Even now he has a physical reaction to the memory of leaving the gayshrink’s office, his face red and hot; the whole episode a stark reminder of how out-of-place he sometimes feels around the other men he encounters at his gym and at the clubs and in the random meeting spots of his urban neighborhood; never quite connecting with the pulsing music they all seem to love or the faddish clothing they crave; feeling that he simply can’t fit in among them –

“There you go with the lost little boy thing again.”

Dr. Jaffe has used the expression so many times, chastising him in her characteristically cheerful voice, urging him to look beyond the out-of-place feeling that comes to him so often these days. The sense that he’s lost his bearings, especially when he thinks back to his teens; the friendships that endured despite his understanding that he was different; realizing that might have been a good thing because he could do things they couldn’t do, in that amazing space above the board, high in the air.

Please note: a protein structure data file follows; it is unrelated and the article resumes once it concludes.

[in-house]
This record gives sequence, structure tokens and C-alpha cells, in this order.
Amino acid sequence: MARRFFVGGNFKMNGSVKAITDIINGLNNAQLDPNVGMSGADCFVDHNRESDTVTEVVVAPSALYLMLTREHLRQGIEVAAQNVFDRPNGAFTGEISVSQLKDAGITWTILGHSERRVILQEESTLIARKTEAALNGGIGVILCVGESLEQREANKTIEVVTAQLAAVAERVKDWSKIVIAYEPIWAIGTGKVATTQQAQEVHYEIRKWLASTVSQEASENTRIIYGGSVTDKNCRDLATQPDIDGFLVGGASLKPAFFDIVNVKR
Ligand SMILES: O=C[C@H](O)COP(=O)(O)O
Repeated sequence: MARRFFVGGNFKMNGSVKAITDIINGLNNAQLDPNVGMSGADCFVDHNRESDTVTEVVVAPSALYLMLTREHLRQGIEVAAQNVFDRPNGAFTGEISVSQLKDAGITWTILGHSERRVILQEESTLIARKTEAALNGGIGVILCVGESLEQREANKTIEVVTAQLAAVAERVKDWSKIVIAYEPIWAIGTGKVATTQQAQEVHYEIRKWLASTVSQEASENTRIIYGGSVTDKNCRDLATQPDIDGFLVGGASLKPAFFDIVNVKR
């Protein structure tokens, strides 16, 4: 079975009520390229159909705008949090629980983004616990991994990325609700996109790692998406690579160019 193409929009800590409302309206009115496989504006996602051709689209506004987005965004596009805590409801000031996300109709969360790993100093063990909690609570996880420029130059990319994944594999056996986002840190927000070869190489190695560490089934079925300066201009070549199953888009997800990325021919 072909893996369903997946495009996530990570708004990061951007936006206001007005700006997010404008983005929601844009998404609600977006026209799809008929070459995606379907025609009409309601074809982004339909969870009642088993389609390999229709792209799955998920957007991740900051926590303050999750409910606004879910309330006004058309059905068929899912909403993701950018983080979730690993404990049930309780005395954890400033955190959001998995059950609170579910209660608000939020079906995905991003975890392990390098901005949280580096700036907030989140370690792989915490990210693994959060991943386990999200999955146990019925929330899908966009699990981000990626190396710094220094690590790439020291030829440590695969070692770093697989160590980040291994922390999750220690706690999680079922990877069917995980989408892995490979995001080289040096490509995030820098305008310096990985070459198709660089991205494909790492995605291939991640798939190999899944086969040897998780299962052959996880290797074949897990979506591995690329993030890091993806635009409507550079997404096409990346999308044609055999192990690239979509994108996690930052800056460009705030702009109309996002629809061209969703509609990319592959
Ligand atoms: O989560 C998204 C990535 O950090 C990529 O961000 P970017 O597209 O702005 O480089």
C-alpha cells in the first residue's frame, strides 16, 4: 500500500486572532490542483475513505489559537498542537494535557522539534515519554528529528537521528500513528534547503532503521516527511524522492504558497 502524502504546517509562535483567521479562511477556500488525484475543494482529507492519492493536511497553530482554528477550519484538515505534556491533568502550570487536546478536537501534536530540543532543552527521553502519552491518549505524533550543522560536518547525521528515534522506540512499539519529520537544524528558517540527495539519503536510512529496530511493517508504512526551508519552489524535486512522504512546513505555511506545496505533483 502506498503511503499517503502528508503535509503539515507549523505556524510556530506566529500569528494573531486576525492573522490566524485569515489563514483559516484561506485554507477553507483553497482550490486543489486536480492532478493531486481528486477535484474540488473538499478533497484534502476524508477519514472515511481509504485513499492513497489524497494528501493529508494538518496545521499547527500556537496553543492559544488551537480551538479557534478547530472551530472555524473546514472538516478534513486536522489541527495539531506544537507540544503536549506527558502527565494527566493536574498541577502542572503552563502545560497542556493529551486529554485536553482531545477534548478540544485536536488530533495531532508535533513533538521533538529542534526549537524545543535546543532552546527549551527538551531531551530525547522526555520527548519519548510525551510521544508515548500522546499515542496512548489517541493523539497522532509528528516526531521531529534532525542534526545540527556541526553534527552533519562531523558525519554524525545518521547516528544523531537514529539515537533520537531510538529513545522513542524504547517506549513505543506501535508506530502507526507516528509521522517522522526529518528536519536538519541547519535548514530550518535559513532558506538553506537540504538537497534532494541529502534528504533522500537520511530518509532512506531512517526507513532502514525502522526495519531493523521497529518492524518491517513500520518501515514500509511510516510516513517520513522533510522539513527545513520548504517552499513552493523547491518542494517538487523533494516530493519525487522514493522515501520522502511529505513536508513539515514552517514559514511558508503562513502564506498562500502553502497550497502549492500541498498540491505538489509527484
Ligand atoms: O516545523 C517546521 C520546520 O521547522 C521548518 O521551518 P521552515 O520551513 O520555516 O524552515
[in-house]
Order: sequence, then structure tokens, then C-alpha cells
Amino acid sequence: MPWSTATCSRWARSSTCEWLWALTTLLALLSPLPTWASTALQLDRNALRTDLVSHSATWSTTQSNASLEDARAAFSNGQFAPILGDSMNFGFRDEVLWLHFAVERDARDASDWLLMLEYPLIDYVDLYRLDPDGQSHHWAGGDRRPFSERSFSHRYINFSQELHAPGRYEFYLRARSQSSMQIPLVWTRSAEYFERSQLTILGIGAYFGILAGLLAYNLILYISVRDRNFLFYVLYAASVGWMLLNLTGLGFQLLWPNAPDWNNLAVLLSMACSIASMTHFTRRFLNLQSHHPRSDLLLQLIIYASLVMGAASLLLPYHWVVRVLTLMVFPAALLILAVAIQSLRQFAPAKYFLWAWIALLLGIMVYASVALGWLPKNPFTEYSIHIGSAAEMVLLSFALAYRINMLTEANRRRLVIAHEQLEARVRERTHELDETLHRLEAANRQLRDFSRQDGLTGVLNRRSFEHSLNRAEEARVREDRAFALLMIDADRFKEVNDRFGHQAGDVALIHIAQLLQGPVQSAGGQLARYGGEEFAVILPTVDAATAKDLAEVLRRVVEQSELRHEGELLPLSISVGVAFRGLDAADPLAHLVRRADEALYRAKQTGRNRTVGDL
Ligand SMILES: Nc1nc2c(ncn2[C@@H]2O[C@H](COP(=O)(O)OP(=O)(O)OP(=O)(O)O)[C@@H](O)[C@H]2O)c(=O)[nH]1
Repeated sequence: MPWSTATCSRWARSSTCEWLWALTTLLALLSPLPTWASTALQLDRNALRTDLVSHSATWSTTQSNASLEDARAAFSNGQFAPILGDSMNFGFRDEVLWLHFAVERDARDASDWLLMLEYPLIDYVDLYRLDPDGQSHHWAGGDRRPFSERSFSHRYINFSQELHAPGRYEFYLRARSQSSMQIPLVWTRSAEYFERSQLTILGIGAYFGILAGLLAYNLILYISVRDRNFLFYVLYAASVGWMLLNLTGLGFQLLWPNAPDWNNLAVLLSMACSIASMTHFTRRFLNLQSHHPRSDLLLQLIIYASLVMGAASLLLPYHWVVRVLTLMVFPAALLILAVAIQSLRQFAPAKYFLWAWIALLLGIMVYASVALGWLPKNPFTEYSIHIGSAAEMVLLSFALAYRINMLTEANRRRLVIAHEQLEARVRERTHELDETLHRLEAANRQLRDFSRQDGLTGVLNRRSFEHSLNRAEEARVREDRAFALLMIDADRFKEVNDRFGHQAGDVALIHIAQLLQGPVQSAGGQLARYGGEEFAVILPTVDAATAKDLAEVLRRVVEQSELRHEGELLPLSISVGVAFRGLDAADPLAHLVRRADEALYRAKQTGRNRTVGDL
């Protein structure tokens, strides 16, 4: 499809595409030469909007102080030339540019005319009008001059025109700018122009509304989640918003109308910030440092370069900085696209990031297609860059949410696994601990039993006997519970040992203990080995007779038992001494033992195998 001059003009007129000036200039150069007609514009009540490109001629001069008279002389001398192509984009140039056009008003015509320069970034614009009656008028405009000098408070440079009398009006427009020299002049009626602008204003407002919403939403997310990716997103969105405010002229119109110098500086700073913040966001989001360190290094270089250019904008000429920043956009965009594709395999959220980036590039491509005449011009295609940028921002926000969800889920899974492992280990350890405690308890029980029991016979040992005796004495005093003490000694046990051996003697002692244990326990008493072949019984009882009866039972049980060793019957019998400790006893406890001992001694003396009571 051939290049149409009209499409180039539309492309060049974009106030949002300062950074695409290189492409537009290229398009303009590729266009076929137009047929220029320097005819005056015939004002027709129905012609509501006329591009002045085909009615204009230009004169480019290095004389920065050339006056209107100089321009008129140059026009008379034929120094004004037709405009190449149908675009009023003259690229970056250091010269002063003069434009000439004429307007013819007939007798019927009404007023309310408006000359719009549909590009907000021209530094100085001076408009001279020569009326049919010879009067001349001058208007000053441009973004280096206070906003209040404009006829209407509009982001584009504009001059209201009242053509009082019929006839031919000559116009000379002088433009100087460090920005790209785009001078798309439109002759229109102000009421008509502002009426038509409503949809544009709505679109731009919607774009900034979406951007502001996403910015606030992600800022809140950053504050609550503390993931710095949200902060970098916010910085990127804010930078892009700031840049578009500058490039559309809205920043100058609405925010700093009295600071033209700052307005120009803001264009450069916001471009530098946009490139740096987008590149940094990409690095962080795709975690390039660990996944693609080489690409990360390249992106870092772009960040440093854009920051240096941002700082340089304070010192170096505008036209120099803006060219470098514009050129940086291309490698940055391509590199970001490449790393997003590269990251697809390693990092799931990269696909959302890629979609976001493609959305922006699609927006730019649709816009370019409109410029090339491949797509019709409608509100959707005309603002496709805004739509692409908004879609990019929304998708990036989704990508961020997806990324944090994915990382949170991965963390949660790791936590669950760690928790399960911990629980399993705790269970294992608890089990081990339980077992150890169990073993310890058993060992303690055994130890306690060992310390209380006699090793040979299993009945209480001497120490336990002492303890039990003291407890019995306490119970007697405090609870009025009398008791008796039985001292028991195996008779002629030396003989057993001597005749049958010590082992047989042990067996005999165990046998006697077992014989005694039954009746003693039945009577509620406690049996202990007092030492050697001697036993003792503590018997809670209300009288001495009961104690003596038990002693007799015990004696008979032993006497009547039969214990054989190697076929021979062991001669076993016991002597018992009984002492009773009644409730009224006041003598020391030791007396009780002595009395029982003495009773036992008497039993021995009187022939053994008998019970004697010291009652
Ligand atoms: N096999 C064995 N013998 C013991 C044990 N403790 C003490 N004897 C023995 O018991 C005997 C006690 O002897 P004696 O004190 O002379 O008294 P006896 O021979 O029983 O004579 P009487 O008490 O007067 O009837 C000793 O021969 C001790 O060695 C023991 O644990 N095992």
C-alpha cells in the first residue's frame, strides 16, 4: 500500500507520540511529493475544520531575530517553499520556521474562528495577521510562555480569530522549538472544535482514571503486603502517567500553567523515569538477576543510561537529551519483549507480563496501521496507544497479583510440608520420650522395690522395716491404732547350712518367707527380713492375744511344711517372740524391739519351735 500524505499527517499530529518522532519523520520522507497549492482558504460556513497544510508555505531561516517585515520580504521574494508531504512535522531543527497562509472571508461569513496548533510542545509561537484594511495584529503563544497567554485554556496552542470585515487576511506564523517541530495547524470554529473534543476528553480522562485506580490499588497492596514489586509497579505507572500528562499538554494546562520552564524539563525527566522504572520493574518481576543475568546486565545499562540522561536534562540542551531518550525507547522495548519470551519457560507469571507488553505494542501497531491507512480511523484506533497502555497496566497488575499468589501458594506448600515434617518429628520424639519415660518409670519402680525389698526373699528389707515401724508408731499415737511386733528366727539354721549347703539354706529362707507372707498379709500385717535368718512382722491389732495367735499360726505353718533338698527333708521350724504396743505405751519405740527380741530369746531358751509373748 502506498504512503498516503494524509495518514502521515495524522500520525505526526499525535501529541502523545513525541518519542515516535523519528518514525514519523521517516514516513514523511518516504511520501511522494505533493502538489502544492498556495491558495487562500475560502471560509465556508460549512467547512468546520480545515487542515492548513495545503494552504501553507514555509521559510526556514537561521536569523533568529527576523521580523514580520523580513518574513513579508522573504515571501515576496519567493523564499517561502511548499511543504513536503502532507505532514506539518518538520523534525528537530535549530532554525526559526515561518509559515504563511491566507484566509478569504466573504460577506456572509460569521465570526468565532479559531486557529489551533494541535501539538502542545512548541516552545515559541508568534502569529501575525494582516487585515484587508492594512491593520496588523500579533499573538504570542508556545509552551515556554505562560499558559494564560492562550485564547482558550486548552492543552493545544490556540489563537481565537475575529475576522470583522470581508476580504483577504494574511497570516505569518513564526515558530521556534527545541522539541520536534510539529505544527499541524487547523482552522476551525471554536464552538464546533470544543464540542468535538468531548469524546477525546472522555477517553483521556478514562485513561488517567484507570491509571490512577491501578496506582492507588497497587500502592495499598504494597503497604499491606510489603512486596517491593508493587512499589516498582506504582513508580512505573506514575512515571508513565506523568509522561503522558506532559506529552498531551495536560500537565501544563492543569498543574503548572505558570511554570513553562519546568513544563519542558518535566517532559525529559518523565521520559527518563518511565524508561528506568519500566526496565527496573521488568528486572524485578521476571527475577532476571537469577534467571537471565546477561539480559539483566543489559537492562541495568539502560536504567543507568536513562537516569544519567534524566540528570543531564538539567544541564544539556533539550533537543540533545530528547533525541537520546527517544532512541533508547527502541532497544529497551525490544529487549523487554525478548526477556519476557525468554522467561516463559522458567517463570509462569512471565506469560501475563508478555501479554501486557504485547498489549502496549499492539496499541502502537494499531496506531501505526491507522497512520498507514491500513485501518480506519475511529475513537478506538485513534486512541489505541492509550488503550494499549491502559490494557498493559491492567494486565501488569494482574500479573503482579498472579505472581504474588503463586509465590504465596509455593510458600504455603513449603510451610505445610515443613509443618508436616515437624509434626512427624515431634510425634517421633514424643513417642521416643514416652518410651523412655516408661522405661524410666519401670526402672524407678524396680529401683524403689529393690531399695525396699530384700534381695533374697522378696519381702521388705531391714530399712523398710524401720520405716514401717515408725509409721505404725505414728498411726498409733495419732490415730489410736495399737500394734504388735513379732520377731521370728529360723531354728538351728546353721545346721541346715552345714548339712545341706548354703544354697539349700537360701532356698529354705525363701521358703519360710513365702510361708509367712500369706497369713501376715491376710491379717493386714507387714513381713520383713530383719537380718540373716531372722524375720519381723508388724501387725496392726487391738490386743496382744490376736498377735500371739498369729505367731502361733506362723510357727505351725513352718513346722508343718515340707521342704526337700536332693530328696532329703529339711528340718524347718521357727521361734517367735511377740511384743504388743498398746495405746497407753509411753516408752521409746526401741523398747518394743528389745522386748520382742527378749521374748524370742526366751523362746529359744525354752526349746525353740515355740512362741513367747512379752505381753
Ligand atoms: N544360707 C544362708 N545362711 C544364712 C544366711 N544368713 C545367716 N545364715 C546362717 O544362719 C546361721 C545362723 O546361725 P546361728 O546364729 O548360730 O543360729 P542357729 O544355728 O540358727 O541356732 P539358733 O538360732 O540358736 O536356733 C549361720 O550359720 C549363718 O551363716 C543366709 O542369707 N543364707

“You should dive again.”

His sister’s voice comes back to him; with the underlying anxiety that she tries to disguise. She’s his closest friend, and the only one in his family who knows. Unfortunately her devotion to him is sometimes more than he can bear, because he knows she would never recover if his health went in a different direction. Which is why he’s compelled to keep her at a distance, with phone calls as opposed to visits even though she lives just two hours away. It’s the only way to fortify himself against the interactions that remind him of his potential frailty, the moments when he looks into her eyes and knows that, because of her fear for him, she will never be completely happy again.